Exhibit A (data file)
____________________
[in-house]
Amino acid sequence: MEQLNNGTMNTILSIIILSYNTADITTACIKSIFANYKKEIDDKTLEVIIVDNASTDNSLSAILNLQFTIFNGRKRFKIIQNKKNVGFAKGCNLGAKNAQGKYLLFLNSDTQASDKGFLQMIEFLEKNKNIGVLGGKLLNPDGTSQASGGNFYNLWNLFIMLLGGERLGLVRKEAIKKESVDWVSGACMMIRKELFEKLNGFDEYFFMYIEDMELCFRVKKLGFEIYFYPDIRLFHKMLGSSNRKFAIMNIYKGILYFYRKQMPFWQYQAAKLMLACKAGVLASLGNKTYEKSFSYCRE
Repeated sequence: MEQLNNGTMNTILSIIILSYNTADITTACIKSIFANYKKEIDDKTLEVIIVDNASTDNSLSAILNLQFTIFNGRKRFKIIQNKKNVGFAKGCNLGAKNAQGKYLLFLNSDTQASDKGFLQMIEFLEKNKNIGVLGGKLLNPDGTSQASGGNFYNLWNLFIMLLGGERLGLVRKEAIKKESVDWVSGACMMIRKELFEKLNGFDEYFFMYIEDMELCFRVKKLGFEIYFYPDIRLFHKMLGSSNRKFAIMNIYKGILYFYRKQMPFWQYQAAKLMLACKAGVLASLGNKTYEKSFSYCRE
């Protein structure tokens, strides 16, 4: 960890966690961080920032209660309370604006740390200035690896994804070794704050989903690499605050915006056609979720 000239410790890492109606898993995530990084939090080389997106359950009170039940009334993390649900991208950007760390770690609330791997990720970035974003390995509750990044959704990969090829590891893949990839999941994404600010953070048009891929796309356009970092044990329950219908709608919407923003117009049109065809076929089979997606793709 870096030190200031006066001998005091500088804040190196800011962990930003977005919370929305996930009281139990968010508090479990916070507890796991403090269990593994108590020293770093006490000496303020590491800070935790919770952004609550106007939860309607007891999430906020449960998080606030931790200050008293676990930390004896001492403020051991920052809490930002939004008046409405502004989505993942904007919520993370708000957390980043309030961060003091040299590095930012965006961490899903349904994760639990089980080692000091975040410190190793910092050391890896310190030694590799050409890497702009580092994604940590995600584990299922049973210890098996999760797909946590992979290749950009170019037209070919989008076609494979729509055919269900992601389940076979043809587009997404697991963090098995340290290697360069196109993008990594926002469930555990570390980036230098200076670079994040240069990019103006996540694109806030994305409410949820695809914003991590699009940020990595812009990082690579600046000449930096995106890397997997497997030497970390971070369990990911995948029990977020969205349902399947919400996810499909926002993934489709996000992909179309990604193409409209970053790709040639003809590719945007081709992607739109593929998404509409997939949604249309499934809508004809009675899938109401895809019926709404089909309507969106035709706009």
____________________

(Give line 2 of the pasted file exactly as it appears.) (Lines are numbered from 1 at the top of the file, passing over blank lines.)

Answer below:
Amino acid sequence: MEQLNNGTMNTILSIIILSYNTADITTACIKSIFANYKKEIDDKTLEVIIVDNASTDNSLSAILNLQFTIFNGRKRFKIIQNKKNVGFAKGCNLGAKNAQGKYLLFLNSDTQASDKGFLQMIEFLEKNKNIGVLGGKLLNPDGTSQASGGNFYNLWNLFIMLLGGERLGLVRKEAIKKESVDWVSGACMMIRKELFEKLNGFDEYFFMYIEDMELCFRVKKLGFEIYFYPDIRLFHKMLGSSNRKFAIMNIYKGILYFYRKQMPFWQYQAAKLMLACKAGVLASLGNKTYEKSFSYCRE